Can I be suspended for not working on my day off?

Get Legal Help Today

 Secured with SHA-256 Encryption

Can I be suspended for not working on my day off?

I am a salaried employee and work Monday-Friday. I was called Saturday to come to work on my day off but I was not able to as I already had plans. However, I was suspended for a week because I did not come in without pay. Is this legal?

Asked on February 19, 2016 under Employment Labor Law, Nevada

Answers:

M.D., Member, California and New York Bar / FreeAdvice Contributing Attorney

Answered 5 years ago | Contributor

Yes you can. In fact, you can be discharged for this. The reason is that most employment arrangements are what is known as "at will". This means that a company can set the conditions of employment much as it sees fit. This includes who to schedule and when. For their part, an employee can either work their assigned hours, quit or risk suspension/termination.
That having been said, if an employee's scheduled day off is their day of worship, they may have grounds for refusing to report to work based on the legal right to be accommodated for religious practices. And to the extent that they end up working overtime (more than 40 hours/week), they have a right to be paid 1.5 times their regular rate. Additionally, such a suspension would be illegal if it breaches the terms of a union agreement or employment contract, or if it in some way constitutes some form of actionable discrimination (in addition to religion, that would be unfavorable treatment based on race, nationality, age (over 40), disability or gender).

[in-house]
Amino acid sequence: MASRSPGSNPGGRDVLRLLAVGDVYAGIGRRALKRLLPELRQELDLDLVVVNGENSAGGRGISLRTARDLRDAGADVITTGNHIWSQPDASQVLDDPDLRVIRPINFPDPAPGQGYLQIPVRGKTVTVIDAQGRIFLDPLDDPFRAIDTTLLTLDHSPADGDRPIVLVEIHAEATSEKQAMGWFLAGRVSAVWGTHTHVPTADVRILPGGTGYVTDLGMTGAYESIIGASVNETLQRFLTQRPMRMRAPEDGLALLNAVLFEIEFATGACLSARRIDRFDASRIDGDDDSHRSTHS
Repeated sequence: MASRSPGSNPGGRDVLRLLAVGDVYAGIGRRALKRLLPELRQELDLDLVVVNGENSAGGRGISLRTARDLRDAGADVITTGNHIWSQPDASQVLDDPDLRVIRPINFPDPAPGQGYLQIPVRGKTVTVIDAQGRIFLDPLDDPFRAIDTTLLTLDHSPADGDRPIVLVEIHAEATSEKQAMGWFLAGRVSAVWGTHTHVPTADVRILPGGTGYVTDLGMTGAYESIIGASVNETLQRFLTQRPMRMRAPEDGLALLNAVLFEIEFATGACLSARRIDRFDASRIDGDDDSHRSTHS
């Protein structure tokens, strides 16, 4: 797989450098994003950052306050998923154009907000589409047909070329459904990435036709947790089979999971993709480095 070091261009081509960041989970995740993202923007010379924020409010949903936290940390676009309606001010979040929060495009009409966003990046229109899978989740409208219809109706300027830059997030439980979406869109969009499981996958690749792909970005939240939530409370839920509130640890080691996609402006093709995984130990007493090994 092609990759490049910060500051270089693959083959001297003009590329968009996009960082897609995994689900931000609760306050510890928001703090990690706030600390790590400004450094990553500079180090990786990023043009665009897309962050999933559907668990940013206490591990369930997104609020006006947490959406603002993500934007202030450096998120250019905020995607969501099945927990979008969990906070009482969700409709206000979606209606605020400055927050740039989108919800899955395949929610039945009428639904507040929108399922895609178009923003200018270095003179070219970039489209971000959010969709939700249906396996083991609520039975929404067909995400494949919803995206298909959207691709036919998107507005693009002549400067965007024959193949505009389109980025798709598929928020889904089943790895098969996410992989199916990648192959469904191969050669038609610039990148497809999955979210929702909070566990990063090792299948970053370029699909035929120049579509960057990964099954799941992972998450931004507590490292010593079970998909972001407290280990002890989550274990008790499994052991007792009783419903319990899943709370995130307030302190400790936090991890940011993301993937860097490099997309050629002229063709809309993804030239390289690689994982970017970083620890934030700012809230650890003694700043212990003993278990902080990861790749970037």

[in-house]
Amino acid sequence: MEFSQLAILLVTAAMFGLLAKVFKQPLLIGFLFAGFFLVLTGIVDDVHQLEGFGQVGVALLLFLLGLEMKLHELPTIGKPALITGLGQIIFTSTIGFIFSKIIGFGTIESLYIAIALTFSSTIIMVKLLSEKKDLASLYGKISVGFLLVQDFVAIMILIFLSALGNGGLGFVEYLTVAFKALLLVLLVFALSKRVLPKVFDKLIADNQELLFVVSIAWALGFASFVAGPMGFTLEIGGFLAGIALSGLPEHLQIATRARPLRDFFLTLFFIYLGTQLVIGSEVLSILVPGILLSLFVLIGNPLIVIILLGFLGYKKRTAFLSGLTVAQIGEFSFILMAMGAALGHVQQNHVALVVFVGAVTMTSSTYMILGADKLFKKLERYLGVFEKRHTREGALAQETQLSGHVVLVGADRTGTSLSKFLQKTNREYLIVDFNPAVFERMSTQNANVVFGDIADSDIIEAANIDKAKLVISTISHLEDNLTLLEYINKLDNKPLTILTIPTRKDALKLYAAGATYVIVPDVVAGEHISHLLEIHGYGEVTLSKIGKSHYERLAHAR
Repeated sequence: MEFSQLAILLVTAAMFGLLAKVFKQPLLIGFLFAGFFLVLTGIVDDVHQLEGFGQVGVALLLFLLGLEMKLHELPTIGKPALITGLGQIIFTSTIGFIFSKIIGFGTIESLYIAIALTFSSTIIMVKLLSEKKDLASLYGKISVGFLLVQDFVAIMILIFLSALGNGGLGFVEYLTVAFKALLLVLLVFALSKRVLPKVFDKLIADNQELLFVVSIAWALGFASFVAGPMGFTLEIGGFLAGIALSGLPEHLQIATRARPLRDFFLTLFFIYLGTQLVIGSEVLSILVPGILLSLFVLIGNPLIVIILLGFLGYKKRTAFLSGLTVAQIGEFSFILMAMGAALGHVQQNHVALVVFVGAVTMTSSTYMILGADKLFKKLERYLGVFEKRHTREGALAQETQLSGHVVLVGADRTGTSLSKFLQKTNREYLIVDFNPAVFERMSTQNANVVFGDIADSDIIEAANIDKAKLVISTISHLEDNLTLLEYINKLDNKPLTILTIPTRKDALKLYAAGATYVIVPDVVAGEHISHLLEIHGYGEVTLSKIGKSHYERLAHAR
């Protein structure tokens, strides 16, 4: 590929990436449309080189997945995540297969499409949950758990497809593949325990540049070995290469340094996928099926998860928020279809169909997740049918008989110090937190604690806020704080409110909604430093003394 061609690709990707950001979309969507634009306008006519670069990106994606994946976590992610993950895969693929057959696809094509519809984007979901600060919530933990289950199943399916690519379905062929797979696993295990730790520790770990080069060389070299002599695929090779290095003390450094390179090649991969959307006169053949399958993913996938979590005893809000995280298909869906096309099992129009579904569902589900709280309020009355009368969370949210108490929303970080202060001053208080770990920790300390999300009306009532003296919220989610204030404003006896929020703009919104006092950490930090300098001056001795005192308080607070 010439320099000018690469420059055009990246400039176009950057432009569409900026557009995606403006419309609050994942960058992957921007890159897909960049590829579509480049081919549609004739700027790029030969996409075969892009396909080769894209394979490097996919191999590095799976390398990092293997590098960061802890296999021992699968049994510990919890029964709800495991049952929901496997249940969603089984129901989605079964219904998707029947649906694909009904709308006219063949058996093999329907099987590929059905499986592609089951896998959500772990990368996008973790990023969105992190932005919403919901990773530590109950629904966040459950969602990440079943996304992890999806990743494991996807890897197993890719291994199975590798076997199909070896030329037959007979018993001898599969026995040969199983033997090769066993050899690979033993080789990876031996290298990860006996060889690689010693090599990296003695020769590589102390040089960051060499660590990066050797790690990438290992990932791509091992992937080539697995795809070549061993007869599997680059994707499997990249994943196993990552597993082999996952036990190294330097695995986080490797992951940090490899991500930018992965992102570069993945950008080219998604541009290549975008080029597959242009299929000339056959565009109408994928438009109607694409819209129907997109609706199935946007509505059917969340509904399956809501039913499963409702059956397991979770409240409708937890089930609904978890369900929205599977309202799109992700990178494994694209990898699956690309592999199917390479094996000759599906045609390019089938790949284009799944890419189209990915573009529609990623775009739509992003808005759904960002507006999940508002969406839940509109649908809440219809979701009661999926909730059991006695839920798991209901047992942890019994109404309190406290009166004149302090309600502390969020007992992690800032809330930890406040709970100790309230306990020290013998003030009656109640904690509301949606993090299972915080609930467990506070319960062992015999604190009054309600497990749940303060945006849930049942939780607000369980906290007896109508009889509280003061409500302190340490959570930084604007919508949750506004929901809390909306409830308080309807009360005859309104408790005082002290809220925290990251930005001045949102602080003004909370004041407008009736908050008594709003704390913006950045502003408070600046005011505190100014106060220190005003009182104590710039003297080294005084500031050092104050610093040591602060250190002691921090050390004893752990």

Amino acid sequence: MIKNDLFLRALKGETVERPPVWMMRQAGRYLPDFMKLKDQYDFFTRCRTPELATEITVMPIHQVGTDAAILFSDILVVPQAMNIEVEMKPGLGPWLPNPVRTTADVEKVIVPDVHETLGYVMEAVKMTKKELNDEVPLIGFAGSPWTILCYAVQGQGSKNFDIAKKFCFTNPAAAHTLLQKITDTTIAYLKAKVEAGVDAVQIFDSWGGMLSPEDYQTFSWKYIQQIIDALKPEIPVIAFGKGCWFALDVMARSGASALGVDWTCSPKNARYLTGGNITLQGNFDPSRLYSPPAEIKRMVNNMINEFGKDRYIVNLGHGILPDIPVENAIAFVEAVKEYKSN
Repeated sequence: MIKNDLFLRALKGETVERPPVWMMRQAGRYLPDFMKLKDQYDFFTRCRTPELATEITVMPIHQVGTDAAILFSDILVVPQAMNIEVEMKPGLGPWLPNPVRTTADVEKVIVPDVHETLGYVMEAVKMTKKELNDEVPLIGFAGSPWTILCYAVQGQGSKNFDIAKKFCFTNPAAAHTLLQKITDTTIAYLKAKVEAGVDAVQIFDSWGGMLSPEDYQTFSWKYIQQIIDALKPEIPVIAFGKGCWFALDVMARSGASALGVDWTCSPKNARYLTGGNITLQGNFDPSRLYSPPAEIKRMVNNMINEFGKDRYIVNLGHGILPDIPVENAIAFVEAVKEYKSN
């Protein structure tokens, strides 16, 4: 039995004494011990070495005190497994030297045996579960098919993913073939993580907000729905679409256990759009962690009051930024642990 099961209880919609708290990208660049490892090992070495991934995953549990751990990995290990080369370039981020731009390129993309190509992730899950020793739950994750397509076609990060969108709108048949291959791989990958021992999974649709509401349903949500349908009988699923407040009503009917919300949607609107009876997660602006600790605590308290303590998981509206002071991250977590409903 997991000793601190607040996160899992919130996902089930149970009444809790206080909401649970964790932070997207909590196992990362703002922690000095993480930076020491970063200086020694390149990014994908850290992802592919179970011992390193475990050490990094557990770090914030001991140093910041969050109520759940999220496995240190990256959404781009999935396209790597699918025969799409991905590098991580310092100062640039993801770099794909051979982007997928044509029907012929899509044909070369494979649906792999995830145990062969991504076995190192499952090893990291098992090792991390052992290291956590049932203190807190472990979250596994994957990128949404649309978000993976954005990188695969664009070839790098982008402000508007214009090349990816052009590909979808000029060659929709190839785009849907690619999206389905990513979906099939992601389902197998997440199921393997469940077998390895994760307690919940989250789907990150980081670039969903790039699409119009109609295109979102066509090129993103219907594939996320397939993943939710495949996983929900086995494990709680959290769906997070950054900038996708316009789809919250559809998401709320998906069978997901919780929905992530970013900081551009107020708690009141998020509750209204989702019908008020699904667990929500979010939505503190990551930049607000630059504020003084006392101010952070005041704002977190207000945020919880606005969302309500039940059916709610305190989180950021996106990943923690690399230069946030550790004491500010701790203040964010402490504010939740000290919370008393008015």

IMPORTANT NOTICE: The Answer(s) provided above are for general information only. The attorney providing the answer was not serving as the attorney for the person submitting the question or in any attorney-client relationship with such person. Laws may vary from state to state, and sometimes change. Tiny variations in the facts, or a fact not set forth in a question, often can change a legal outcome or an attorney's conclusion. Although AttorneyPages.com has verified the attorney was admitted to practice law in at least one jurisdiction, he or she may not be authorized to practice law in the jurisdiction referred to in the question, nor is he or she necessarily experienced in the area of the law involved. Unlike the information in the Answer(s) above, upon which you should NOT rely, for personal advice you can rely upon we suggest you retain an attorney to represent you.

Get Legal Help Today

Find the right lawyer for your legal issue.

 Secured with SHA-256 Encryption